Platelet-Rich Plasma: New Performance Understandings and Therapeutic Considerations in 2020

Peter Everts, Kentaro Onishi, Prathap Jayaram, José Fábio Lana, Kenneth Mautner
International Journal of Molecular Sciences 2020 October 21, 21 (20)
Emerging autologous cellular therapies that utilize platelet-rich plasma (PRP) applications have the potential to play adjunctive roles in a variety of regenerative medicine treatment plans. There is a global unmet need for tissue repair strategies to treat musculoskeletal (MSK) and spinal disorders, osteoarthritis (OA), and patients with chronic complex and recalcitrant wounds. PRP therapy is based on the fact that platelet growth factors (PGFs) support the three phases of wound healing and repair cascade (inflammation, proliferation, remodeling). Many different PRP formulations have been evaluated, originating from human, in vitro, and animal studies. However, recommendations from in vitro and animal research often lead to different clinical outcomes because it is difficult to translate non-clinical study outcomes and methodology recommendations to human clinical treatment protocols. In recent years, progress has been made in understanding PRP technology and the concepts for bioformulation, and new research directives and new indications have been suggested. In this review, we will discuss recent developments regarding PRP preparation and composition regarding platelet dosing, leukocyte activities concerning innate and adaptive immunomodulation, serotonin (5-HT) effects, and pain killing. Furthermore, we discuss PRP mechanisms related to inflammation and angiogenesis in tissue repair and regenerative processes. Lastly, we will review the effect of certain drugs on PRP activity, and the combination of PRP and rehabilitation protocols.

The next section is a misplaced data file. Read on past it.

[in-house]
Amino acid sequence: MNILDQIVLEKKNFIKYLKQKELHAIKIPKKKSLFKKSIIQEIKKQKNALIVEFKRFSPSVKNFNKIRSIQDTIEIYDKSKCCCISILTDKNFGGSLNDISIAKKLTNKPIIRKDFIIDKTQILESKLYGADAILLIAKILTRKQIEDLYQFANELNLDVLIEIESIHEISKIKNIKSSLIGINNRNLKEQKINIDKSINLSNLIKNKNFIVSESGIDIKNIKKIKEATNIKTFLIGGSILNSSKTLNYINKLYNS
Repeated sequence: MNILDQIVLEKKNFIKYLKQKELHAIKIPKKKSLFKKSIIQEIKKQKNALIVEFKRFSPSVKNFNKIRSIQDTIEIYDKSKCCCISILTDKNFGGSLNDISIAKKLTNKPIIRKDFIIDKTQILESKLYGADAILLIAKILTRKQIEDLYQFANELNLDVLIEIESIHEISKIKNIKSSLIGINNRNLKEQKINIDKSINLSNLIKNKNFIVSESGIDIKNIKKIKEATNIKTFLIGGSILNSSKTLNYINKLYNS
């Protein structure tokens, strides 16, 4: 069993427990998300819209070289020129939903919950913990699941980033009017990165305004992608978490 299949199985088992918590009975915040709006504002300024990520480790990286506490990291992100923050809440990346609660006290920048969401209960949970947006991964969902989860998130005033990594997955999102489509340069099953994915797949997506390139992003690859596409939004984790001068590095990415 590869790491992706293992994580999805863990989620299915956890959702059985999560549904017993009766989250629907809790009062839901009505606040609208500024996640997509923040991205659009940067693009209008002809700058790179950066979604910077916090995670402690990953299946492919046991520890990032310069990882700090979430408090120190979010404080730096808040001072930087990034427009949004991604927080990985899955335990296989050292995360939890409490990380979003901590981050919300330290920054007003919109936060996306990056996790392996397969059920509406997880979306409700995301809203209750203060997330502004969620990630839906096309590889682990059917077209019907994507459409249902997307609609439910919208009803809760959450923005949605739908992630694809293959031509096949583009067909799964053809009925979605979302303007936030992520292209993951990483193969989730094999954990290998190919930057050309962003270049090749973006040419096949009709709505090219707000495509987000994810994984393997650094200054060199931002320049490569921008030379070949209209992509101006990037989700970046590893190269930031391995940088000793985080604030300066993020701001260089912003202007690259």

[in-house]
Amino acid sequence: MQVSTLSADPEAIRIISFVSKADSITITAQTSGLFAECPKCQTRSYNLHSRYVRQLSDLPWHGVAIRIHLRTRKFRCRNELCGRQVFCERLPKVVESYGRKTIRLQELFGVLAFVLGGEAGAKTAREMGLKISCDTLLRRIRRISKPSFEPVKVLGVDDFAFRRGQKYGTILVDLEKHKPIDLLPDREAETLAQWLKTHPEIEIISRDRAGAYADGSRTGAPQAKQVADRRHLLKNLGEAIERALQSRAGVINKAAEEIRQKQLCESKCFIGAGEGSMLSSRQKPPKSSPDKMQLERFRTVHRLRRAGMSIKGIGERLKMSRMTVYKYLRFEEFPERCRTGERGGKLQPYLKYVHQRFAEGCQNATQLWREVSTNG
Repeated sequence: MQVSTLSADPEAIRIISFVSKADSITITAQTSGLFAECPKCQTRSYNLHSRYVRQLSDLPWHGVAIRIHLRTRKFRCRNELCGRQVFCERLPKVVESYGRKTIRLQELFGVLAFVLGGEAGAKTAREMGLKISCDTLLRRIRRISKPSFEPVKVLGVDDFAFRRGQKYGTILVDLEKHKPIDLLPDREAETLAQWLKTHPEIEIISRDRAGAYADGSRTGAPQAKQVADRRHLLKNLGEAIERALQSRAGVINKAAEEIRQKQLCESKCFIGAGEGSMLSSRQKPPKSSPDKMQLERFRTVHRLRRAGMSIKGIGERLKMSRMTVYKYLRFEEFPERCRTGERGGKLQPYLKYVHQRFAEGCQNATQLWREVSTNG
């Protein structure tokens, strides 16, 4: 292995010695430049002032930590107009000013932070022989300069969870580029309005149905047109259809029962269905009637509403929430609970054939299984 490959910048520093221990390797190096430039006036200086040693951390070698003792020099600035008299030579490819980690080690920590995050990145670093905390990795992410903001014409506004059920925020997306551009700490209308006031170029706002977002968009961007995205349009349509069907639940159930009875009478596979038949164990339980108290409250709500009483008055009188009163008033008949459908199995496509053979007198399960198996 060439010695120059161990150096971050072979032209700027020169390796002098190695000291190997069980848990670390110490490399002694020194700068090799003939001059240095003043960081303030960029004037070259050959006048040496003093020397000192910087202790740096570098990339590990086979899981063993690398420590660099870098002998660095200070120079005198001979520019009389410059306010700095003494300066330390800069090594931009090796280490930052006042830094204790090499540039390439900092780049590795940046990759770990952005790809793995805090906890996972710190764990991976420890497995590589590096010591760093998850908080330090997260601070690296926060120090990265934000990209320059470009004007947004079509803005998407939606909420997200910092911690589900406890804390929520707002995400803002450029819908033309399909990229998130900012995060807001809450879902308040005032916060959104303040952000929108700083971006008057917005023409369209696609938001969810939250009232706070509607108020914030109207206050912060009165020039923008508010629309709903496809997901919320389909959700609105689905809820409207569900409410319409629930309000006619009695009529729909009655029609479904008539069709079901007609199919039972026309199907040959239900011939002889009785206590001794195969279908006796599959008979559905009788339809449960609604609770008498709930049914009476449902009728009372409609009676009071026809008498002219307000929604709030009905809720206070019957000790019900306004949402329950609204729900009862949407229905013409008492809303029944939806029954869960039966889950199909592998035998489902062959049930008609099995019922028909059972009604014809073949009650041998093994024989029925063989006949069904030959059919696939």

Full Text Links

Find Full Text Links for this Article


You are not logged in. Sign Up or Log In to join the discussion.

Trending Papers

Remove bar
Read by QxMD icon Read

Save your favorite articles in one place with a free QxMD account.


Search Tips

Use Boolean operators: AND/OR

diabetic AND foot
diabetes OR diabetic

Exclude a word using the 'minus' sign

Virchow -triad

Use Parentheses

water AND (cup OR glass)

Add an asterisk (*) at end of a word to include word stems

Neuro* will search for Neurology, Neuroscientist, Neurological, and so on

Use quotes to search for an exact phrase

"primary prevention of cancer"
(heart or cardiac or cardio*) AND arrest -"American Heart Association"